Advertising is no stranger to the propagation of racial stereotypes and the use of racist imagery. As far back as the early 1900s, marketers chose to represent individuals of color in ways that were far from respectful. One example is the advertisement for N.K. Fairbank Co. Fairy Soap, circa 1920 (see above). Notice the not-so-subtle messaging that to be Black is to be unclean, or in a broader sense, not worthy or less-than. From the same time period is this Jello print ad (see below). Here, a shabbily dressed Black boy delivers a Jello dessert to “milady,” resplendent in a fashionable gown, lounging on what appears to be her front porch, “on the plantation.” The boy seems to represent a working class subservient to a white upper class.

Fast-forward to 2012, where actor Ashton Kutcher (in brown face) portrayed a fictional Indian character named “Raj” in a series of ads for Pop Chips (see below). Seemingly intended to be viral campaign, the ads were pulled (from YouTube and other platforms) after they were criticized in the media. Here, ads perpetuated stereotypes of a different sort, this time of people of Indian descent.

Racism in advertising has been covered on Media Ethics Report before: One case is the “racist” ad run by PepsiCo’s Mountain Dew brand that seemed to portray Black men as criminals capable of assaulting white women (see “Racism, Advertising and the Selling of Soda”). Another example is a Heineken ad, perhaps more subtle, in which a glass of beer is slid across a bar by a bartender, past two Black women, only to wind up in the hands of a white woman (see “Heineken Pulls “Purposely Racist” Ad Amid Backlash“).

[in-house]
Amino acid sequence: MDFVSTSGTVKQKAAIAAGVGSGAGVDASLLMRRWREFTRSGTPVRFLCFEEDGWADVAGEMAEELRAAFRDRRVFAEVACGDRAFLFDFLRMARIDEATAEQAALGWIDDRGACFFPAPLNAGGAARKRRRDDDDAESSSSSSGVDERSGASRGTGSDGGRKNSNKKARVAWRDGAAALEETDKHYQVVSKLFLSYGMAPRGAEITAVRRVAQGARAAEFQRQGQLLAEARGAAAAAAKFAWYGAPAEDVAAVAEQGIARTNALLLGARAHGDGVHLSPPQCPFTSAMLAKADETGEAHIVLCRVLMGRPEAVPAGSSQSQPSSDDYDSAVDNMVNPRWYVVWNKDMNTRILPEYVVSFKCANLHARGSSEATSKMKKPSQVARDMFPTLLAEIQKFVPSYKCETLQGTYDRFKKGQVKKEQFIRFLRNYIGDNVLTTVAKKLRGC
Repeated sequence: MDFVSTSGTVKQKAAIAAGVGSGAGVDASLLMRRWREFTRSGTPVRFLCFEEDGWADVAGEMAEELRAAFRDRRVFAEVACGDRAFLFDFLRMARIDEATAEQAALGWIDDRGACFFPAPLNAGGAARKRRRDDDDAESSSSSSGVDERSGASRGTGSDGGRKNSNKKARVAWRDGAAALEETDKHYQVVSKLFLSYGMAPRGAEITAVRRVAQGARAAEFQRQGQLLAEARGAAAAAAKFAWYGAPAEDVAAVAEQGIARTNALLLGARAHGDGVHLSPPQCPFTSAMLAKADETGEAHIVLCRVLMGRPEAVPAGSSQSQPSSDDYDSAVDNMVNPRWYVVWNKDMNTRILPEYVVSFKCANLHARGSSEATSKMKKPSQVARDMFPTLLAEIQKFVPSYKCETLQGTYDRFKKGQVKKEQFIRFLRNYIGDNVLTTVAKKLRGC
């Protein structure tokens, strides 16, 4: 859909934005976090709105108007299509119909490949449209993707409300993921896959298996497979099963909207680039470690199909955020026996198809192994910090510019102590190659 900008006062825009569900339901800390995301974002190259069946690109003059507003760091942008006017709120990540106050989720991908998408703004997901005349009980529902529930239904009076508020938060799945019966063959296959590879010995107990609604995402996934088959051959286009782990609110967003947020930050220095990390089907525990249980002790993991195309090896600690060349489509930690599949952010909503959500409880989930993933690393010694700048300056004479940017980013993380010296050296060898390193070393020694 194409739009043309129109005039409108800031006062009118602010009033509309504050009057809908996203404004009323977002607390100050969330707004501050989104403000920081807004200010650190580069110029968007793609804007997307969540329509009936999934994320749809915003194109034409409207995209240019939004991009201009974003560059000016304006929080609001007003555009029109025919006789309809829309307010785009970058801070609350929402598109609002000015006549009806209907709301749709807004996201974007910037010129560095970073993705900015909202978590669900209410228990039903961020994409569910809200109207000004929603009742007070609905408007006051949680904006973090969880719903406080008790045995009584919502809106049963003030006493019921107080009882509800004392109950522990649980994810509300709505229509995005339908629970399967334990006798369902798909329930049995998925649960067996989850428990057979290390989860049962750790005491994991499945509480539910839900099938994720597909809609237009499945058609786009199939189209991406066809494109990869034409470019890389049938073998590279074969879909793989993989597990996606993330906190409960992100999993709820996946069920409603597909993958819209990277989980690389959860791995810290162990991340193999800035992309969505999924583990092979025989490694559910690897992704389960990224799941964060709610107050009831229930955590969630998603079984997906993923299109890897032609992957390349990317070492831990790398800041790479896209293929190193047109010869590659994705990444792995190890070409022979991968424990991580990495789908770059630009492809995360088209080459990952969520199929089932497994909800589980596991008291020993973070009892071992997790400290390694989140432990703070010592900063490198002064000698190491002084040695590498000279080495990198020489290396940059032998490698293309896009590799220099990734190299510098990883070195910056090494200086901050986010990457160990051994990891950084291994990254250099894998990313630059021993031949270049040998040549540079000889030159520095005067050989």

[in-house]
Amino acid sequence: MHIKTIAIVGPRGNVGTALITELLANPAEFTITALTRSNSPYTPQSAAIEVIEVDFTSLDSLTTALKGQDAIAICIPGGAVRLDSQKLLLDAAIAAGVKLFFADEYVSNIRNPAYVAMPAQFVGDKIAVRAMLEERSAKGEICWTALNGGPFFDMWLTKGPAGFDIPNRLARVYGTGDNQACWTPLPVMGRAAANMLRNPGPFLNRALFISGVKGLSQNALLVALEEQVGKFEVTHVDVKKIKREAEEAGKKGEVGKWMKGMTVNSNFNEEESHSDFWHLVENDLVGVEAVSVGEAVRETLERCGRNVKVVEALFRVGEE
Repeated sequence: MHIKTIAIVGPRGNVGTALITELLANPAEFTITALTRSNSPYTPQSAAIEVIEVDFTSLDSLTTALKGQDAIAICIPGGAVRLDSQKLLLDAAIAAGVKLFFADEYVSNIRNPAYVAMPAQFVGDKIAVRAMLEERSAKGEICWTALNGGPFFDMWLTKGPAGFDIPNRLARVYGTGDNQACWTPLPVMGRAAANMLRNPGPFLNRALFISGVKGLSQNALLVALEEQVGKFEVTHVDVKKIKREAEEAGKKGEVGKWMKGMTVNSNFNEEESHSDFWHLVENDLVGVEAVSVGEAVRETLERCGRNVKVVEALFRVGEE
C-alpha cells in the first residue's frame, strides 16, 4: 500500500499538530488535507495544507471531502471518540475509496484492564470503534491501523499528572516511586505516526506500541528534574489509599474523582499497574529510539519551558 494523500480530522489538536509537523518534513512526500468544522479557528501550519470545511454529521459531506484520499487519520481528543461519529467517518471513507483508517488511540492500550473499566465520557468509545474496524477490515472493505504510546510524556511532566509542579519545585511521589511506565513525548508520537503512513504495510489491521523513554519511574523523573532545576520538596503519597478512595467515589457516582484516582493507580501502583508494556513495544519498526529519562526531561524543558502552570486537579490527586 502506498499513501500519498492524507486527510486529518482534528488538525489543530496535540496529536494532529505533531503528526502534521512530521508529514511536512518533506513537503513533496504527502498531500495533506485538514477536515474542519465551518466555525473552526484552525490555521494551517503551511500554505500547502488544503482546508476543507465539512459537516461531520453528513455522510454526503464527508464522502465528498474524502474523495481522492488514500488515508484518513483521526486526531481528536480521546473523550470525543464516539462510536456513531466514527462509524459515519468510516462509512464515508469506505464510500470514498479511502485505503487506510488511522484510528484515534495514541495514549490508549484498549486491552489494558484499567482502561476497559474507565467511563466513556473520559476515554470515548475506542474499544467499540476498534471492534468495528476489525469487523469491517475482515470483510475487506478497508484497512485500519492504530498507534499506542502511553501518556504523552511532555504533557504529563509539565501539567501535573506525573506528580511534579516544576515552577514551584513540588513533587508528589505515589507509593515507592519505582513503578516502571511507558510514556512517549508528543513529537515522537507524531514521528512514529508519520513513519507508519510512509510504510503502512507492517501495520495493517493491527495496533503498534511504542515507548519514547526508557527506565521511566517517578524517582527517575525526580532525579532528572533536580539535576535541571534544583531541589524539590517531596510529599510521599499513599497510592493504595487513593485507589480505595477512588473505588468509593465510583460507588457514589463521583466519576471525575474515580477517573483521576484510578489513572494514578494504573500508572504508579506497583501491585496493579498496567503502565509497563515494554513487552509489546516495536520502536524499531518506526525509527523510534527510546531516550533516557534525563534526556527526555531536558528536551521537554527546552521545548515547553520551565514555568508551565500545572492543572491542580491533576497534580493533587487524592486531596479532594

To see how racist advertising has changed over time (or perhaps how little it has changed), take a close look at the “Timeline of Racist Advertising!” published by DesignMatic.com (see below). That it is possible to even put together such a timeline is telling. Given the strides taken over the years to achieve racial justice and racial equity, it makes one wonder why such ads seem to surface with some frequency. It poses the question: “Why?” Even in 2018, H&M came under fire for selling “Monkey in the Jungle” sweatshirts (see “H&M slammed as racist for ‘monkey in the jungle’ hoodie”). Why does such advertising continue to persist? And more importantly, what–if anything–can be done about it? Why is it that marketers seem to be perpetually tone deaf to racist messages in their advertising?